I love playing Padel. What’s Padel you might ask?

Typically played in doubles, Padel is a racquet sport played on an enclosed court about a third the size of a tennis court. Scoring is the same as tennis and the balls are tennis balls but with a little less pressure in them.

padel court          padel game

The main difference is that the court has walls and the ball can be played off them, similar to squash. The racquets used are solid and stringless.

padel racket.jpg

Padel was invented in 1969 by Enrique Corcuera in Mexico. It’s extremely popular in Spain but is spreading rapidly across Europe and other continents.

The most important padel circuit is World Padel Tour (WPT), which started in Spain though it has already reached international expansion traveling to Portugal, Argentina and Dubai in 2014.

In February 2016, whilst playing a friendly match, I was hit in the eye with a returning ball. The injury showed immediately. The eye filled with blood and the vision was blurred…. no surprise there then!!!! As it was an eye injury, I went to Accident and Emergency here in Spain. At this stage they said the vision should not be affected but that I should ” keep an eye on it”.

padel injury on eye.jpg               padel logo.png

So I bought myself a pair of sports glasses for the following game and never play without them.

The following weeks saw a reduction in the redness but the vision did not return so I went to the opticians for a check. They said it looked like the trauma had caused a cataract and that I should see a specialist. So off I went to the G.P and sat in wait for my specialist appointment, which came through within a matter of months. He agreed it was a cataract but was not yet ready for surgery.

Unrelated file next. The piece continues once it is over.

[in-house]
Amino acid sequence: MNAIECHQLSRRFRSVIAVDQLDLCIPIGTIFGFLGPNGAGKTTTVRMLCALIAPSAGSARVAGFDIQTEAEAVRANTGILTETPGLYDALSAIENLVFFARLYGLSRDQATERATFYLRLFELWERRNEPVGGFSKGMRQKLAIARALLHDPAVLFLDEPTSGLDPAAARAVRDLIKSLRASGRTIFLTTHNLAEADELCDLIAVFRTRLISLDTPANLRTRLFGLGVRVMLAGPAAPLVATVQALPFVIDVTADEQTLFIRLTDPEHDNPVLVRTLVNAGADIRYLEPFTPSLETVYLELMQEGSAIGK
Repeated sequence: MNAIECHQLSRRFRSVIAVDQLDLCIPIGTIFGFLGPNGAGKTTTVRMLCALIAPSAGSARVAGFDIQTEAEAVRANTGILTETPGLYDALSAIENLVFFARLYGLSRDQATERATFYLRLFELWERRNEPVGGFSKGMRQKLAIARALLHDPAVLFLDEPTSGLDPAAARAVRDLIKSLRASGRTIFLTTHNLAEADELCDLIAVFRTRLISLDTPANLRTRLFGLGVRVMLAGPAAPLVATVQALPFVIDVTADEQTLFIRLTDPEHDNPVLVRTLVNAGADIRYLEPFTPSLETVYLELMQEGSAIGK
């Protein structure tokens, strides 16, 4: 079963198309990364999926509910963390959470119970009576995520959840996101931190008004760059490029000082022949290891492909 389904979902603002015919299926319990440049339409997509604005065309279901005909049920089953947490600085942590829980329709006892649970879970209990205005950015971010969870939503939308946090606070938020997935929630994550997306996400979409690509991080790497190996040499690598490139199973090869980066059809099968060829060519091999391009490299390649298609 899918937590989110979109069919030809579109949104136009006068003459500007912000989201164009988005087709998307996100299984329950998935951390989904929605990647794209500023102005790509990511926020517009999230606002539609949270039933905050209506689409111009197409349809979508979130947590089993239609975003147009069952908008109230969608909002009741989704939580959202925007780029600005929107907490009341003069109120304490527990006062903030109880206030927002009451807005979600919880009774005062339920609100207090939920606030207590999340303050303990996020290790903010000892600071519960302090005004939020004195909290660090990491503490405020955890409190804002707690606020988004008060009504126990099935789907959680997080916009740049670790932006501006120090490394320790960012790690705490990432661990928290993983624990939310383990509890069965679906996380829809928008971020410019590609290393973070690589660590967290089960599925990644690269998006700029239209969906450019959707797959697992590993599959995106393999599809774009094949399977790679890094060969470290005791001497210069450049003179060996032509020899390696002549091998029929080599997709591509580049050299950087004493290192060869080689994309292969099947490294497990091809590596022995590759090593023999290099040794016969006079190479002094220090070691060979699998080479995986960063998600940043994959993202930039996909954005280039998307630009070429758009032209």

I was called back in November for a check and the cataract was now ‘ripe’ for a lens replacement, more waiting ensued and meanwhile the vision was deteriorating rapidly. As was my Padel game, my opponents quickly became aware that the peripheral vision in my right eye was not good and continually aimed their returns in that direction!!!!!

So, 4 months later I get a phone call from the hospital, ‘can you come in next week for your operation?’

And ‘next week’ was yesterday. With a mixture of excitement (at last my Padel game will improve), nervousness (I hate operations) and anticipation (what the hell are they going to do?), I arrived as told at 1400hrs.

Now everyone I asked who had already had a cataract operation, or knew somebody that had, told me it was ‘no problem’. ‘It doesn’t hurt’, ‘you don’t see anything’, ‘it’s over in 5 minutes’ and ‘you will be amazed at how much you can see immediately’. Well, maybe this is where I admit to being a wimp BECAUSE IT’S ALL BOLL***KS’.

I have considered that laser surgery might be different than actually having the lens cut out with a scalpel!!!! Or maybe I really am just a wimp!! BUT, it does hurt, you can see things, it took almost 30 minutes and 20 hours later my vision is still blurred!!!

Face Changer 2_NBlUNr.png

Among my friends I am known as the research queen, but on this occasion I didn’t want to know anything, so on arrival at the hospital I had visions ha!ha! of it being like the opticians, sitting in a chair, chin on the machine and 15 minutes later walking out of there for an afternoon with my feet up.

So, if like me, you don’t want to know what happens, THEN STOP READING NOW.